Press Release

Wisconsin Court Reverses Family’s Freedom to Fund Solar

Circuit Court Remands Matter to Public Service Commission of Wisconsin (PSCW), Fails to Clarify Third-Party Solar Financing Laws


Madison, WI — On April 26, 2024, the Dane County Circuit Court overturned the PSCW’s decision allowing a Stevens Point family to use a financing method called third-party ownership (TPO) to install rooftop solar panels, sending the matter back to the Commission. The ruling marks a setback for the family and Wisconsin homeowners seeking access to affordable clean energy solutions. 


The case involved a Stevens Point family who installed a small solar panel system on their home via a third-party ownership arrangement. Third-party financing typically refers to solar leases and power-purchase agreements (PPAs), which allow families a more affordable and hassle-free way to go solar. They are particularly beneficial for low- and moderate-income families looking to lower upfront cost barriers to installing solar. 


However, the Wisconsin Public Service Corporation (WPS), the family’s gas and power utility, disputed the arrangement, arguing that the solar developer’s ownership of the system could classify them as a public utility under Wisconsin law, warranting regulation and potential penalties. 

In May of 2022, Vote Solar (represented by attorneys from ELPC and Keyes & Fox LLC) filed a petition on behalf of the Stevens Point family. The PSCW later determined that the family’s third-party solar agreement with its solar installer – NorthWind Solar – did not constitute sales “to or for the public” and thus did not require regulation as a public utility service – a victory for the family. An association of Wisconsin electric utility and utility-affiliated interest groups (WUA) appealed the PSCW’s decision, sending the case to the Dane County Circuit Court.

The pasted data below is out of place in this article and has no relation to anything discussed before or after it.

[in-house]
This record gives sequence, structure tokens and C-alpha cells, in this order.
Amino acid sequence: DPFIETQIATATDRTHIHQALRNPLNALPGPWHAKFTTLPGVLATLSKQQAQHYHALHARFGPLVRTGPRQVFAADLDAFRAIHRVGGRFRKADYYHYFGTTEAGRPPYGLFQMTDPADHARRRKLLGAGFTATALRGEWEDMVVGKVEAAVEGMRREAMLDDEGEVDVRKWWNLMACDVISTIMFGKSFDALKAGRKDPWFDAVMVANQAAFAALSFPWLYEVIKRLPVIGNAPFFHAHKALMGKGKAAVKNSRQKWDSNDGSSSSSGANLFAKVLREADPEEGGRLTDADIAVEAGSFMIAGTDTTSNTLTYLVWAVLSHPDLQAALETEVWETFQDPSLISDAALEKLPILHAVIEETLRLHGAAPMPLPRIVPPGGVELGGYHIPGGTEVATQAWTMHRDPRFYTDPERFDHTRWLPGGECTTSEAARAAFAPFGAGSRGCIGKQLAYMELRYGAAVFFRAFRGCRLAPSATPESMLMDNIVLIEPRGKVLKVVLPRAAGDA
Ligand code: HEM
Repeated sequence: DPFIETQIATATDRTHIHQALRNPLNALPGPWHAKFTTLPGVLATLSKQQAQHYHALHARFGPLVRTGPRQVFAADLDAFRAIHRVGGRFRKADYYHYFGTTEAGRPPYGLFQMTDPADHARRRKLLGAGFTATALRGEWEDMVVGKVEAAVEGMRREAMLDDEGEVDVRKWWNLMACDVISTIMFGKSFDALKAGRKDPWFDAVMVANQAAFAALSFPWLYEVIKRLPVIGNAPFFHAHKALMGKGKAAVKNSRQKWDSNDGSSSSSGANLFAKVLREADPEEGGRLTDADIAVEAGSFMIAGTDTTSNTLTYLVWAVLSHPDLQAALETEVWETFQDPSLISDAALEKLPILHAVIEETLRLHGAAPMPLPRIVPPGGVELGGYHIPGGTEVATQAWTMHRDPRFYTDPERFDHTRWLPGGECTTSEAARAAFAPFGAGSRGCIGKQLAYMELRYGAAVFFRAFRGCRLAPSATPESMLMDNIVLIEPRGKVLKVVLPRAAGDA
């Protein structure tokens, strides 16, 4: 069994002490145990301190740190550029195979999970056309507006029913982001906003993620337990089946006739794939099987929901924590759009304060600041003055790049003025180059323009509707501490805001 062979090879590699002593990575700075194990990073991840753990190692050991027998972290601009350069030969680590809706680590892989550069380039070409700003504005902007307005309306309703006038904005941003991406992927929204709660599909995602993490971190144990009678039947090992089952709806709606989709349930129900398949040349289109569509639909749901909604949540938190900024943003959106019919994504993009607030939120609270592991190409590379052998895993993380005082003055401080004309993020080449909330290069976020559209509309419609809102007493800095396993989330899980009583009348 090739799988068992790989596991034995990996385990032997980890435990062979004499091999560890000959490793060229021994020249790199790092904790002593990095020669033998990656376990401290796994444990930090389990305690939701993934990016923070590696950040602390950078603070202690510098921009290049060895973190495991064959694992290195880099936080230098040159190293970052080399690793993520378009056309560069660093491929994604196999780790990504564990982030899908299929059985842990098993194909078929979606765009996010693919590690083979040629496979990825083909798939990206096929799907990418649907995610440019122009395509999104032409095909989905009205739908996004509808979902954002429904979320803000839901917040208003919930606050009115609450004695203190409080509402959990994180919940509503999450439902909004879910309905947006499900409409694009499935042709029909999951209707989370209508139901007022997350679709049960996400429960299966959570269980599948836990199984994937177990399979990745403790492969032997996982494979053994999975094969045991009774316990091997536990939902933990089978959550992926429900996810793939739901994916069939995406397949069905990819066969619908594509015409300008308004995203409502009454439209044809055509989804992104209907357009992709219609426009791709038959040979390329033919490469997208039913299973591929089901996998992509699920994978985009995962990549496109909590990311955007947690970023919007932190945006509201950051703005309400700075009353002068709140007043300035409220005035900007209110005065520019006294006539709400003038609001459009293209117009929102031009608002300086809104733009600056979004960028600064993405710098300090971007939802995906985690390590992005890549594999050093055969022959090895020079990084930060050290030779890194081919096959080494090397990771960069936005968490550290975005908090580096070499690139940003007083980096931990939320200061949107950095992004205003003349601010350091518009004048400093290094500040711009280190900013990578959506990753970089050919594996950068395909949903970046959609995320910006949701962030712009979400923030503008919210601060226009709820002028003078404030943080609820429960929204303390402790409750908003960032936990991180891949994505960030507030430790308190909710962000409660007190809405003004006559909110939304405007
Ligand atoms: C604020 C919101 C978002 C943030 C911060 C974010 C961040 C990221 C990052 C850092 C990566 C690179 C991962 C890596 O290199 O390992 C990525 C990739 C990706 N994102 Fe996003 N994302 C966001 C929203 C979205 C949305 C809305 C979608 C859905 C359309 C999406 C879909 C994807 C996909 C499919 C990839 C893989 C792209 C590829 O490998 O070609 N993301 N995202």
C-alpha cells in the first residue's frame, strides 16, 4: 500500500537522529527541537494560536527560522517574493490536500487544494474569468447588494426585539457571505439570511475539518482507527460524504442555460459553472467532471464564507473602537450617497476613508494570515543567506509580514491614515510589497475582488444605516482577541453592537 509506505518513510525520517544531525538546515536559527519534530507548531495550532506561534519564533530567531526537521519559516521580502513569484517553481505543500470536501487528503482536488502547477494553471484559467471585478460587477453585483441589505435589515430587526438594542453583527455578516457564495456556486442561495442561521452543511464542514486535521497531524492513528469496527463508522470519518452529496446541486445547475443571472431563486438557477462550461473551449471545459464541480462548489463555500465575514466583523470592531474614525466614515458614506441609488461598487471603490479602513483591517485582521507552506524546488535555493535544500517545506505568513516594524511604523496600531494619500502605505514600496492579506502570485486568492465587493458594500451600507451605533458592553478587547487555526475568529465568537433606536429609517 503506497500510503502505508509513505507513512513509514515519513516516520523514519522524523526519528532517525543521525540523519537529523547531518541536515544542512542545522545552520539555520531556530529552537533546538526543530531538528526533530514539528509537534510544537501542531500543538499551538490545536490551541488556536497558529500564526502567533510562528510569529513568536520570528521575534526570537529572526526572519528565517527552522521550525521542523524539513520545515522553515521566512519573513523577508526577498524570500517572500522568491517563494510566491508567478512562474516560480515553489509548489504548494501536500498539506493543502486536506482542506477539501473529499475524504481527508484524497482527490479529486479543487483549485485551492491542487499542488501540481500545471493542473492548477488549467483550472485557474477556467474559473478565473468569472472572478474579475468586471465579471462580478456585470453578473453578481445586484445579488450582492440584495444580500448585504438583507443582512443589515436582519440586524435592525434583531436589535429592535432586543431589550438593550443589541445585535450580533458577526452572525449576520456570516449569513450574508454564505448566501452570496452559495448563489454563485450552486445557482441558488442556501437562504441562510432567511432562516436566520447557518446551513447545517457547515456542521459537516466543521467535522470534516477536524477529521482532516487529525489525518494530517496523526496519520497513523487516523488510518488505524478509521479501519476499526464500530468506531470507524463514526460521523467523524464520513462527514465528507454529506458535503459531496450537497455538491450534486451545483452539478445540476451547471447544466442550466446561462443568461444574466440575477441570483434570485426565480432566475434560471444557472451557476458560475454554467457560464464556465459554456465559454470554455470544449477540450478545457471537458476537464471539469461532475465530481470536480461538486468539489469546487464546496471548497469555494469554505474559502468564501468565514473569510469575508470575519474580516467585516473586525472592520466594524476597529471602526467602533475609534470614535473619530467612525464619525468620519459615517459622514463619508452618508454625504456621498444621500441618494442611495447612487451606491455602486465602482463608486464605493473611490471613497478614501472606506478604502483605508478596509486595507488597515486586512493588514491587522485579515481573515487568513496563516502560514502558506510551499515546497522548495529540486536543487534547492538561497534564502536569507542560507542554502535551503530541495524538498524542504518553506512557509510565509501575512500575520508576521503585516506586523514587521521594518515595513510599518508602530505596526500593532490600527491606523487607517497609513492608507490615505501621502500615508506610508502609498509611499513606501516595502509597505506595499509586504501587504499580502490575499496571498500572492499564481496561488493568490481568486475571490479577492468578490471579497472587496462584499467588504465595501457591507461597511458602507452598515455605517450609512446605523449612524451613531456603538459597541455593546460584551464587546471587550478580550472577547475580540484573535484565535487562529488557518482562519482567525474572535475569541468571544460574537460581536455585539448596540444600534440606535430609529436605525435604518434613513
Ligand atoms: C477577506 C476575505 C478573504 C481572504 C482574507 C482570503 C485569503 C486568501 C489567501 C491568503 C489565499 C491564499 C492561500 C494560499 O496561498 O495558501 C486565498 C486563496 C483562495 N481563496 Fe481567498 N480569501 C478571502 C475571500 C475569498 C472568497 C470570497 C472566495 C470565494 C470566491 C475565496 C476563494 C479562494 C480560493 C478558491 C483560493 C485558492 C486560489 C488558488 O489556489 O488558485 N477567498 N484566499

Friday’s decision reverses the ruling and remands the matter to the PSCW, agreeing with the WUA that the PSCW incorrectly interpreted “public utility” by focusing on the Stevens Point family’s project versus North Wind’s other projects and activities as a whole. This is a setback for the Stevens Point family and other Wisconsin families interested in lowering the upfront cost of rooftop solar using a third-party agreement.  


The court’s decision fails to provide clarity on the laws surrounding third-party solar financing. It could result in fewer financing options for Wisconsin customers than those in neighboring states like Iowa, Illinois, and Michigan. This will hurt nonprofits, solar developers, and lower-income residents even more. 


Brad Klein, ELPC Senior Attorney, said: 


“This decision is a setback for equitable solar financing in Wisconsin. We are surprised and disappointed by the Court’s decision, which further muddles the law regarding a common rooftop solar financing method available in many other states. If left uncorrected, the decision could limit much-needed options for low- and moderate-income families looking to participate in the clean energy transition. We are closely reviewing the ruling and considering next steps to ensure Wisconsin families have the freedom to fund solar.” 


Will Kenworthy, Vote Solar Regulatory Director, said:  


“This ruling unjustly limits customers’ rights to manage their own energy use, in favor of utility companies’ profits, impacting countless families and businesses across the state of Wisconsin. This is a violation of basic consumer rights and will deepen the existing inequalities within our energy system, where financial barriers can prevent individuals from accessing clean energy solutions. We will continue to fight for a future where all Wisconsin families and businesses can harness solar power and take control of their energy bills, regardless of their financial circumstances.” 

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